Despite it’s problems, “Elysium” is never boring and is consistently entertaining. Blomkamp’s signature trash-tech sensibilities are in full display here, the production design of Earth highlighting a world where everything looks significantly used, dented, dirty, even the robots and high-tech weapons. Word of warning to the faint of heart, “Elysium” is pretty bloody. The action gets exceedingly violent, though somewhat repetitive and not particularly affecting. “Elysium” is not a successor to “District 9” but that’s not necessarily reason for despair. It’s only the second film in what will, hopefully, be a long and fruitful career. And who knows, maybe we will get “District 10” one day after all. Grade: B-

I also want to take a moment to mention a movie that a lot of people, in this state, anyway, have been eagerly awaiting. “The Frozen Ground” was finally released last week, sort of.

It played in Wasilla and in ten other cities around the country, probably a case of the studio fulfilling a contractual obligation to theatrically release the film, but as minimally as they could get away with. It was simultaneously released On-Demand, the new Direct-to-Video, I suppose. My wife and I downloaded it this weekend and it’s no surprise that it’s getting the release it is. The movie isn’t awful by any means, but it’s not particularly good either. The giddy joy you get at seeing someone you know, like local actor Jamie Nelson sneaking in a line with John Cusack, Nikiski grad Josh Ball barking over the phone at Nicholas Cage, or radio host and Watershed do-gooder Dan Pascucci helping to fill out the crowd in the film’s numerous strip club scenes, can only take you so far before the substandard script brings you back to reality.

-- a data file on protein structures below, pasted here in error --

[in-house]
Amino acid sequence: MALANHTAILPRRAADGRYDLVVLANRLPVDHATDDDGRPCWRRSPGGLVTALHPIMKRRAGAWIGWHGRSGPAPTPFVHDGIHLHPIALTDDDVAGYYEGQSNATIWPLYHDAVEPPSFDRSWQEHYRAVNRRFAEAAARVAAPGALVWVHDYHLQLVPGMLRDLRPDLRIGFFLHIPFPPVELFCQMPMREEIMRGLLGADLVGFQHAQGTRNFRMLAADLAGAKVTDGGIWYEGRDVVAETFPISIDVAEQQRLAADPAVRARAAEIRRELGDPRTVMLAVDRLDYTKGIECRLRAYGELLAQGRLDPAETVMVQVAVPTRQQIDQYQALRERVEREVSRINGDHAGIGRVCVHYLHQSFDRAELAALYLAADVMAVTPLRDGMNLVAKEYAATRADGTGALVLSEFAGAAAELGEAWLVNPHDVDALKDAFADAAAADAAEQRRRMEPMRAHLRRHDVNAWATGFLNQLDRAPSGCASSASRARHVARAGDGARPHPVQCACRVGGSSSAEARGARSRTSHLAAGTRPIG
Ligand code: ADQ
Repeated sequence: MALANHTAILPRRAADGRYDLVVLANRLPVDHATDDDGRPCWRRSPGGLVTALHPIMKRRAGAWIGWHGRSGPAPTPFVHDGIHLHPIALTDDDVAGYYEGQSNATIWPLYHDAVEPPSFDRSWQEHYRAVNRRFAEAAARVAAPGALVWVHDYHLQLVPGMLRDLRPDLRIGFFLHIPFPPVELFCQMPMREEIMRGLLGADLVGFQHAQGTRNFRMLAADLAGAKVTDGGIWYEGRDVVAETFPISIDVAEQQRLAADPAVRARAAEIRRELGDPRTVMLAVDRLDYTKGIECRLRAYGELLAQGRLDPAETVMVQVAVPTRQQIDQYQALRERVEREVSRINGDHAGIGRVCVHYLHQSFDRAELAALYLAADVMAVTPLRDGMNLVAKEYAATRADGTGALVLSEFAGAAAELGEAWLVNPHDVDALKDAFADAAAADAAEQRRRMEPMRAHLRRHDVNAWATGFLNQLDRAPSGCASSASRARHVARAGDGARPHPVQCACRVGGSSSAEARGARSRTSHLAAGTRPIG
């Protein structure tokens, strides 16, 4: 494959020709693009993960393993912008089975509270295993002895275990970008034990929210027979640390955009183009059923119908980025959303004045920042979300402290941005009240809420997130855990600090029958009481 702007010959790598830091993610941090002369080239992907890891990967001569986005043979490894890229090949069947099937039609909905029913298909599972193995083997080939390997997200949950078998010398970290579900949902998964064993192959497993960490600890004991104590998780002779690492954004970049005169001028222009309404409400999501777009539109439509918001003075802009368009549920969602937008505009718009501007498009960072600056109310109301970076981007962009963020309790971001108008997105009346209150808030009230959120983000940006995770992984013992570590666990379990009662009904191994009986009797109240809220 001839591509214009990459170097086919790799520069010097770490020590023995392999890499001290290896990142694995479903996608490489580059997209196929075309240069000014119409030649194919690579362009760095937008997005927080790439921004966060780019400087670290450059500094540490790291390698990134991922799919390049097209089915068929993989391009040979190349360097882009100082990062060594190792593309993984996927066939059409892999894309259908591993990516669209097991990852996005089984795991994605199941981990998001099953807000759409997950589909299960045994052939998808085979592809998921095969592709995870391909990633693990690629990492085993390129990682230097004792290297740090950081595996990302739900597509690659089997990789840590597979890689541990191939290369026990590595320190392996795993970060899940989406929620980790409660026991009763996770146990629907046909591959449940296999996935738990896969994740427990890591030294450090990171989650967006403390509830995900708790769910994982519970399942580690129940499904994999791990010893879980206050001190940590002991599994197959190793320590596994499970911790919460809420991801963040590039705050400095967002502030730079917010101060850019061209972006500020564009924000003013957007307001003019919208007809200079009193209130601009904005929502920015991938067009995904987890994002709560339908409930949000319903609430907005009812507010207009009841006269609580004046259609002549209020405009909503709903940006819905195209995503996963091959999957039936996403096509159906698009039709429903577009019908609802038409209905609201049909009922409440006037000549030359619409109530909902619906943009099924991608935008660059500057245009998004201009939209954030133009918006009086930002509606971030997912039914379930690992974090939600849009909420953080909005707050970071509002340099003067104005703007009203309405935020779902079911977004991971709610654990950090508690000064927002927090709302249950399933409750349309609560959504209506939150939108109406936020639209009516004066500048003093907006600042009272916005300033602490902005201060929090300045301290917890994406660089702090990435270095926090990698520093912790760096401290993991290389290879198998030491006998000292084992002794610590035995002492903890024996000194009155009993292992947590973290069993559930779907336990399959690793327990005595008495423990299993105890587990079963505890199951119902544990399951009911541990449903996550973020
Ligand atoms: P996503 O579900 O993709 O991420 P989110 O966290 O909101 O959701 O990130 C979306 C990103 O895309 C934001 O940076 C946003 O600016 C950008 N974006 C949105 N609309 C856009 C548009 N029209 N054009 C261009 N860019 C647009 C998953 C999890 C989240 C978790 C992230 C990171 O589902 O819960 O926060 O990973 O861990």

Cage, as State Trooper Jack Halcombe, basically sleepwalks through his role as the cop who brings down serial killer Robert Hansen.

Cusack, who plays Hansen, does his best, but the script utterly fails to give any insight or depth to this monster who, despite having multiple prior sexual assault arrests, managed to maintain the facade of good friend and family man within the Anchorage community for years before being caught.

See the movie for the novelty of seeing someone you recognize, of seeing Anchorage on film, of seeing beautiful Alaska scenery. But don’t go in expecting much more than that. Grade: C-

“Elysium” is rated R for bloody violence and language.

“The Frozen Ground” is rated R for violent content, sexuality/nudity, language and drug use.

Chris Jenness is a freelance graphic designer, artist and movie buff who lives in Nikiski.